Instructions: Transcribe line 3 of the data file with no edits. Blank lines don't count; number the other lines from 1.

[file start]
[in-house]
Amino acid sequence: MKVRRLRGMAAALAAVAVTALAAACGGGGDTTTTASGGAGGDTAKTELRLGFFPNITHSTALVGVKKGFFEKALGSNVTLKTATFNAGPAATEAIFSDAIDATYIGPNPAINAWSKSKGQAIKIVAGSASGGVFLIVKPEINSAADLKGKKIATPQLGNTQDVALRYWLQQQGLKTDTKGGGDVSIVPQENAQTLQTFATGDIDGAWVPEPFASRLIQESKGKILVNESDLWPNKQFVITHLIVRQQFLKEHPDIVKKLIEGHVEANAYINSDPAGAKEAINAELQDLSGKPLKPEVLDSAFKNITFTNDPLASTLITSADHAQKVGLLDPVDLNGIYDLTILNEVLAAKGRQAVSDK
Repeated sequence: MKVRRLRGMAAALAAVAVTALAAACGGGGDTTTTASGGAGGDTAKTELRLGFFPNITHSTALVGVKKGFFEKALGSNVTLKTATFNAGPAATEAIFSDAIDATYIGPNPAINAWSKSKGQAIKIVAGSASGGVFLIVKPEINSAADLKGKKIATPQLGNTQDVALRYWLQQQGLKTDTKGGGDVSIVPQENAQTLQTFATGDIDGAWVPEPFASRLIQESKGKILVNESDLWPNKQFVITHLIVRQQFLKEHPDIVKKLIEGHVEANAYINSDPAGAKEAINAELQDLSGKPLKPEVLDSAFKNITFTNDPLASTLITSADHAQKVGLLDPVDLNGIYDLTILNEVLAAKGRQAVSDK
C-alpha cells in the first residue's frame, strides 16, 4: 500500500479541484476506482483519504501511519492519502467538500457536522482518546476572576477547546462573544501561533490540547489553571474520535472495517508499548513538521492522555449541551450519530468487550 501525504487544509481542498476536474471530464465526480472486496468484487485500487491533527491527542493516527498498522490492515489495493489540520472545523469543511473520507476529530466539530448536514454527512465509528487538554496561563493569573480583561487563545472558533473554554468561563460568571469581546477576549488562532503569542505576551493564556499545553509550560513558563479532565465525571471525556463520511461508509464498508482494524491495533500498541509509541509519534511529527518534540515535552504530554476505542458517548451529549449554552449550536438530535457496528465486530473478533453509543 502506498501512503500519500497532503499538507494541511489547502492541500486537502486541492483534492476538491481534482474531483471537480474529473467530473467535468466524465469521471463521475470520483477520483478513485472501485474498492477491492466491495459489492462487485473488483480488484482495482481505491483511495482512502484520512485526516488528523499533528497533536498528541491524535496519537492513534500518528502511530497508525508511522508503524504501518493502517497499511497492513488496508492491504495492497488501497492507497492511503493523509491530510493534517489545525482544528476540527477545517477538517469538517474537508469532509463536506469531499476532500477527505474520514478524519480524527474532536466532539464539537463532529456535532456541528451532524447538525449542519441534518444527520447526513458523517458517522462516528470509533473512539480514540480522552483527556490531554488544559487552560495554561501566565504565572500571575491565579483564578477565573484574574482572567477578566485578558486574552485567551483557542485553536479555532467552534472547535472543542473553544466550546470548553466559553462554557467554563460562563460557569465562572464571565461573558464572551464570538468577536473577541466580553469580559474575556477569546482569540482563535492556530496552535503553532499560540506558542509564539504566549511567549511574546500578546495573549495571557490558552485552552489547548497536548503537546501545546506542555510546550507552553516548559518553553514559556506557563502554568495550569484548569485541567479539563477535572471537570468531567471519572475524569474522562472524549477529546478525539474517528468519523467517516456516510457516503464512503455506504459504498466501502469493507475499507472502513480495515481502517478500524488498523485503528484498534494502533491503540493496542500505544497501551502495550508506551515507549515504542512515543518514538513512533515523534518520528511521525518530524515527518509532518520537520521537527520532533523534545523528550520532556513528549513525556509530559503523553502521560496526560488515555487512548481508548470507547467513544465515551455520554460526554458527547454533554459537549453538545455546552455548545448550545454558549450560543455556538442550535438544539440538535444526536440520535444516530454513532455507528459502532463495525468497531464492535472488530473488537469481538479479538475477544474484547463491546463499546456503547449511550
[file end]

Repeated sequence: MKVRRLRGMAAALAAVAVTALAAACGGGGDTTTTASGGAGGDTAKTELRLGFFPNITHSTALVGVKKGFFEKALGSNVTLKTATFNAGPAATEAIFSDAIDATYIGPNPAINAWSKSKGQAIKIVAGSASGGVFLIVKPEINSAADLKGKKIATPQLGNTQDVALRYWLQQQGLKTDTKGGGDVSIVPQENAQTLQTFATGDIDGAWVPEPFASRLIQESKGKILVNESDLWPNKQFVITHLIVRQQFLKEHPDIVKKLIEGHVEANAYINSDPAGAKEAINAELQDLSGKPLKPEVLDSAFKNITFTNDPLASTLITSADHAQKVGLLDPVDLNGIYDLTILNEVLAAKGRQAVSDK